Thought that you might want to see a letter to our legislators that I co-authored with Rabbi Andrew Straus, and signed by many of our rabbinic colleagues. While I do not harbor any illusions that this letter will change the outcome (I also am of the belief that this is a federal matter and will be dealt with eventually at that level), it is important to not let our elected officials think that this is ok or that everyone is in agreement with them (nor do I expect that everyone reading this will be in agreement with me). Should you be in agreement and wish to make your voice heard, contact information is below:
We, the undersigned, are writing to state our opposition to state efforts to reinterpret the Fourteenth Amendment in an attempt to eliminate birthright citizenship, despite the clear text of this amendment and the U.S. Supreme Court rulings guaranteeing the fundamental principle, policy and right to U.S. citizenship to those born in the U.S.
Eliminating birthright citizenship is an assault on our commitment to equality under law by creating a two-tiered society in our country in which some born in the U.S. will have fundamental rights and others will be denied these blessings. Further, eliminating birthright citizenship would impose significant administrative and financial burdens for both our government and parents in proving citizenship.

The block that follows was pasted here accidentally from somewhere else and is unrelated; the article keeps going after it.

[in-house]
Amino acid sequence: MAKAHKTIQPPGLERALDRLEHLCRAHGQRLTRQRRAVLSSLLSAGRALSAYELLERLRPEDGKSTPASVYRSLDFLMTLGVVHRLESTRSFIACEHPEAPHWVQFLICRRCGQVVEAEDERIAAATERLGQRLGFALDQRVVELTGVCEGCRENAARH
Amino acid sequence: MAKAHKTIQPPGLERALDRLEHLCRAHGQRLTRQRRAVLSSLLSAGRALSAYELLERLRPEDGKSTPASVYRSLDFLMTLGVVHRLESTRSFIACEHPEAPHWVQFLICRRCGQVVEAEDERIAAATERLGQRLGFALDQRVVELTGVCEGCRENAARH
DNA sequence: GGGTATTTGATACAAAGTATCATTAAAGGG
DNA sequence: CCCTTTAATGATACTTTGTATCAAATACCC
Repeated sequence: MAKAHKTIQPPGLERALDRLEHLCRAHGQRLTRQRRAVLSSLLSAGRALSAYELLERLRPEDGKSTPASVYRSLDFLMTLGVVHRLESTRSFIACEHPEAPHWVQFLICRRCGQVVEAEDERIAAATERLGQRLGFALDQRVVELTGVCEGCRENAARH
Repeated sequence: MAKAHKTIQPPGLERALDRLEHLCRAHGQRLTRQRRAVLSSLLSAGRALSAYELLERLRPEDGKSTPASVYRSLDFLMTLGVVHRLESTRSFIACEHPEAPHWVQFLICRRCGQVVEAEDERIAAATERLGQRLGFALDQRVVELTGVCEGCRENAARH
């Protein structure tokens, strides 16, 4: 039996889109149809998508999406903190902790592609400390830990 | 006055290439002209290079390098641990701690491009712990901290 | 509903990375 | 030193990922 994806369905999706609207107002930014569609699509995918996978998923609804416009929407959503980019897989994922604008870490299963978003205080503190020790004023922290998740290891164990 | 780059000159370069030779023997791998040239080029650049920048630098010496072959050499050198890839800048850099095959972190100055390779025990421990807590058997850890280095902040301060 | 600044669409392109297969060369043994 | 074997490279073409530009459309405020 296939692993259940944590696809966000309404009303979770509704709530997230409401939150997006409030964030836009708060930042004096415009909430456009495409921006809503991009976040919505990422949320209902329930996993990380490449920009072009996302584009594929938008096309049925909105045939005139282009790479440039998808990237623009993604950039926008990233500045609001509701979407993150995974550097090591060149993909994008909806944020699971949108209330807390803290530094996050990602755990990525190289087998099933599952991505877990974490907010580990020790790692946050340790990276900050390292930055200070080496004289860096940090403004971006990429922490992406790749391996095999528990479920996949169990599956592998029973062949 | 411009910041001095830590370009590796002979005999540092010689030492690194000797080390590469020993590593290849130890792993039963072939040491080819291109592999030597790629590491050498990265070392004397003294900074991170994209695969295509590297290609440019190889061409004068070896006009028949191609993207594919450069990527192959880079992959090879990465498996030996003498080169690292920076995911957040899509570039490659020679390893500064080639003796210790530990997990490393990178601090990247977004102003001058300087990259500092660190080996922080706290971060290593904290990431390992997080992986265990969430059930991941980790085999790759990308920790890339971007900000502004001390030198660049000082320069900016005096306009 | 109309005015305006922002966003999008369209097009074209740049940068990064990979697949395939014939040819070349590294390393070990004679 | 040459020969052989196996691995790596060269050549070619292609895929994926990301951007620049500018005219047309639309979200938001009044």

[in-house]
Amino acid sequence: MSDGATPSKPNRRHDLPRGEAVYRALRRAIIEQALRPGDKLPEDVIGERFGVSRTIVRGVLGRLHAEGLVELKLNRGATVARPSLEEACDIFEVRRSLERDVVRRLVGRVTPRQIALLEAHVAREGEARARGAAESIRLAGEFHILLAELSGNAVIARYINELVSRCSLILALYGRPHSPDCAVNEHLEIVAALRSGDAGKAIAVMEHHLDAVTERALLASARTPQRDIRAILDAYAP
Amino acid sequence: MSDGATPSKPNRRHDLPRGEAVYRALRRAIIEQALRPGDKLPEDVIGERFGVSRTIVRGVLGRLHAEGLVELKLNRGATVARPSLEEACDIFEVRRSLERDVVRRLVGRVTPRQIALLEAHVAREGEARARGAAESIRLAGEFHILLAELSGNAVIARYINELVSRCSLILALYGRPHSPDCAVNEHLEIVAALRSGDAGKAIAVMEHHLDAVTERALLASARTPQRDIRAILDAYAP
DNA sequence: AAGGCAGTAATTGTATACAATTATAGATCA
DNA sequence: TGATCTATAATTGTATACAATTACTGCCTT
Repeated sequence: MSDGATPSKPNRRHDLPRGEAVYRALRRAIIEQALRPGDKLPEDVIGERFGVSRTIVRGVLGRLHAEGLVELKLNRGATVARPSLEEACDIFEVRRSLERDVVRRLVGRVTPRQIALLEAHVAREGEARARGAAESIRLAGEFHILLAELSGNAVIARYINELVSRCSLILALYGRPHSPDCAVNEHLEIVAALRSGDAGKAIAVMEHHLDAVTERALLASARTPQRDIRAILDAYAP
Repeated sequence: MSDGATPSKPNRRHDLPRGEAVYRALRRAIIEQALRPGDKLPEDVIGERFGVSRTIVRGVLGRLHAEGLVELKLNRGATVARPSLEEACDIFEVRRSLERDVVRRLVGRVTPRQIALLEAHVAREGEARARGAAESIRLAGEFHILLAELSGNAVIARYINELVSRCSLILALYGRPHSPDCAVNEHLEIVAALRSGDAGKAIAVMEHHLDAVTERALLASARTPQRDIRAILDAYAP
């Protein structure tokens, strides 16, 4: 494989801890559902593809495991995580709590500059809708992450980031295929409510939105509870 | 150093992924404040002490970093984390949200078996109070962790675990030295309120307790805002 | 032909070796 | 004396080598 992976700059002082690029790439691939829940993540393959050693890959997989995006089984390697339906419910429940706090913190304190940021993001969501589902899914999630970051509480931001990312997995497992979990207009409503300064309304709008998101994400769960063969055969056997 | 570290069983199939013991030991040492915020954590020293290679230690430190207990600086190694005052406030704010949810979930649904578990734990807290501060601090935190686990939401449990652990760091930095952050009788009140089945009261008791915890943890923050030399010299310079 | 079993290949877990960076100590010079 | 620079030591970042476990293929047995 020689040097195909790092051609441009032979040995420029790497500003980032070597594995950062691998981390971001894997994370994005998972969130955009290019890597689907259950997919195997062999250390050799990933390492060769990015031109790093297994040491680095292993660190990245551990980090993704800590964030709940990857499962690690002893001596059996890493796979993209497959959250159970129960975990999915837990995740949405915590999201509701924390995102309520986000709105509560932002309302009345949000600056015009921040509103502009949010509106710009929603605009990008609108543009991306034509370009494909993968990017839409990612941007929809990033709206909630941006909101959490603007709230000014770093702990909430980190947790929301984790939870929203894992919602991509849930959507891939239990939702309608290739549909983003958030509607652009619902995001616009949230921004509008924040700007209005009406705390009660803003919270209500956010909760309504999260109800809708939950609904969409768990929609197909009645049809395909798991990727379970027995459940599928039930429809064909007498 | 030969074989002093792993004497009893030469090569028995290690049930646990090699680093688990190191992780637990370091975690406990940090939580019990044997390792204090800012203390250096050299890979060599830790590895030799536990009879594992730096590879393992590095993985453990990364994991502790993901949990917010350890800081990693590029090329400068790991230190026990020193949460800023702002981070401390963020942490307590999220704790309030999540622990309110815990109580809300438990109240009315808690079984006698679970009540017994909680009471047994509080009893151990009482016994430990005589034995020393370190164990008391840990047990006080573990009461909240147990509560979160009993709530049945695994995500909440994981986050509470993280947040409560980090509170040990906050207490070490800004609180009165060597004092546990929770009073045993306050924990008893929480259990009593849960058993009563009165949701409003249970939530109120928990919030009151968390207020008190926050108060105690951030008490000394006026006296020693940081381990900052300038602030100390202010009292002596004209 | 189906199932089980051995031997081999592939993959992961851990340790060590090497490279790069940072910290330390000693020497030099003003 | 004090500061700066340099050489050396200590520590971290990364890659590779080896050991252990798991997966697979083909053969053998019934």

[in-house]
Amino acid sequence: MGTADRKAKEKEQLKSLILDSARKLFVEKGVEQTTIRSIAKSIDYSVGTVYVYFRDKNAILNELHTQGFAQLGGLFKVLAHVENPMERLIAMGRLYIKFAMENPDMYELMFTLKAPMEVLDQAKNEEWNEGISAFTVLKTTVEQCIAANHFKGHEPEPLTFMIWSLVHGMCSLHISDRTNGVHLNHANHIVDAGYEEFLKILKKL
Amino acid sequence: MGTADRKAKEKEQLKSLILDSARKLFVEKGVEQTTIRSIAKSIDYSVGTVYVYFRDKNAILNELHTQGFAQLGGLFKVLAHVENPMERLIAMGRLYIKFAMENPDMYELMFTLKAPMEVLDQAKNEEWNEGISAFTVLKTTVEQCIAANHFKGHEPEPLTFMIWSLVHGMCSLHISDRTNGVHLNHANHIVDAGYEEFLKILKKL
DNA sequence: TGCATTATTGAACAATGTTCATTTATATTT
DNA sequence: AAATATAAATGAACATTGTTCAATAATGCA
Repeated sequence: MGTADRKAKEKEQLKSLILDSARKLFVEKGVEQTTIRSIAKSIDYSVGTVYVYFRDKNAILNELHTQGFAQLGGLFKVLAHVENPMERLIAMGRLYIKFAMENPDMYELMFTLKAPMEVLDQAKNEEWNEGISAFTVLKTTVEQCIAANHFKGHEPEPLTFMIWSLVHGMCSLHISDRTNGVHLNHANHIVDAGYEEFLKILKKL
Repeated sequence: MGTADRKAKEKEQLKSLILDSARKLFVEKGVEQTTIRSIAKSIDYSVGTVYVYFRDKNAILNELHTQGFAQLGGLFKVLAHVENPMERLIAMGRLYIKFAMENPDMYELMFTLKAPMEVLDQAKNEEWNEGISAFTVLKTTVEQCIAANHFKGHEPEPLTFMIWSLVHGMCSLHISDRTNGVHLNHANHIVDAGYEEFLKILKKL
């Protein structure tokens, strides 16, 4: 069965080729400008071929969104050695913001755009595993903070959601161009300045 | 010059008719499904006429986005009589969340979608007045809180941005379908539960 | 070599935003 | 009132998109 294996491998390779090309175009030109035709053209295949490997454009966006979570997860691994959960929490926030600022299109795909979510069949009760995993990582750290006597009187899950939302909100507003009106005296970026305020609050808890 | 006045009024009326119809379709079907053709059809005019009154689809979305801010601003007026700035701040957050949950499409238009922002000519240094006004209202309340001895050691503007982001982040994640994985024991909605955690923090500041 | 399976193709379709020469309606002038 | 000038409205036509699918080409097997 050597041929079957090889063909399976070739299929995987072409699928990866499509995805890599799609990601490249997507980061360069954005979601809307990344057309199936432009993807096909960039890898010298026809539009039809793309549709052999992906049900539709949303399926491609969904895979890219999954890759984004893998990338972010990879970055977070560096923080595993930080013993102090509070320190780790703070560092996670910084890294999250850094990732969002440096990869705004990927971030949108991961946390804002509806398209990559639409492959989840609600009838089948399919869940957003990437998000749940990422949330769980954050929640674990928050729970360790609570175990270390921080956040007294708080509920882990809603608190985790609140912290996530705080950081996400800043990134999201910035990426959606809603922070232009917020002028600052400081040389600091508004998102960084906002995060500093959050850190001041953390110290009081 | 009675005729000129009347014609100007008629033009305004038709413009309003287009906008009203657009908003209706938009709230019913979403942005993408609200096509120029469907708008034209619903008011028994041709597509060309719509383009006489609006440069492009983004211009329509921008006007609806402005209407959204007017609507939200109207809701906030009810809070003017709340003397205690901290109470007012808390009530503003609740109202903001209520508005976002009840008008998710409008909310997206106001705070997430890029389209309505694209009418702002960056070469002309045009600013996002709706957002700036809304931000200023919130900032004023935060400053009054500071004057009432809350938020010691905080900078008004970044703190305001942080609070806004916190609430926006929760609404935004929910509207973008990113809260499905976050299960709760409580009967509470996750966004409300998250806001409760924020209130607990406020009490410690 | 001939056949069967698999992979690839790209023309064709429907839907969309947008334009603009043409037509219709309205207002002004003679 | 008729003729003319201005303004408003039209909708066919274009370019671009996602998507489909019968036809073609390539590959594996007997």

We are motivated by our ethics and the moral imperatives of the Bible and the history of our people. Thirty-six times the Torah reminds us that we were slaves in Egypt; we know what it is like to be the stranger; we must not oppress the widow, the orphan and the stranger; one law you shall have for resident and alien alike, the Torah teaches us numerous times. The prophet Isaiah calls on us to act in ways that are compassionate and caring
Learn to do good. Devote yourselves to justice; aid the wronged.
Furthermore throughout our long history as Jews, we have often been the ‘Other’, the stranger who has been discriminated against, oppressed and expelled. We cannot sit by while others are now the victims of what we have experienced in the past.
We call on others of conscience to make your voices heard and speak out to prevent further divisiveness that afflicts our community and its soul. We strongly urge our Governor and the Arizona State Legislature to work in conjunction with our Congressional delegation and to speak up in support of and work for comprehensive immigration reform that would focus on providing real solutions to the failed and broken immigration policies in our state and nation that are in existence today.
February 16, 2011
Rabbi Andrew Straus Rabbi Bonnie Sharfman (and the following undersigned members of the Greater Phoenix Rabbinic Community):
Here are the email addresses for the appropriations committee members. Their next meeting is this Tuesday at 2pm:
Olivia Cajero Bedford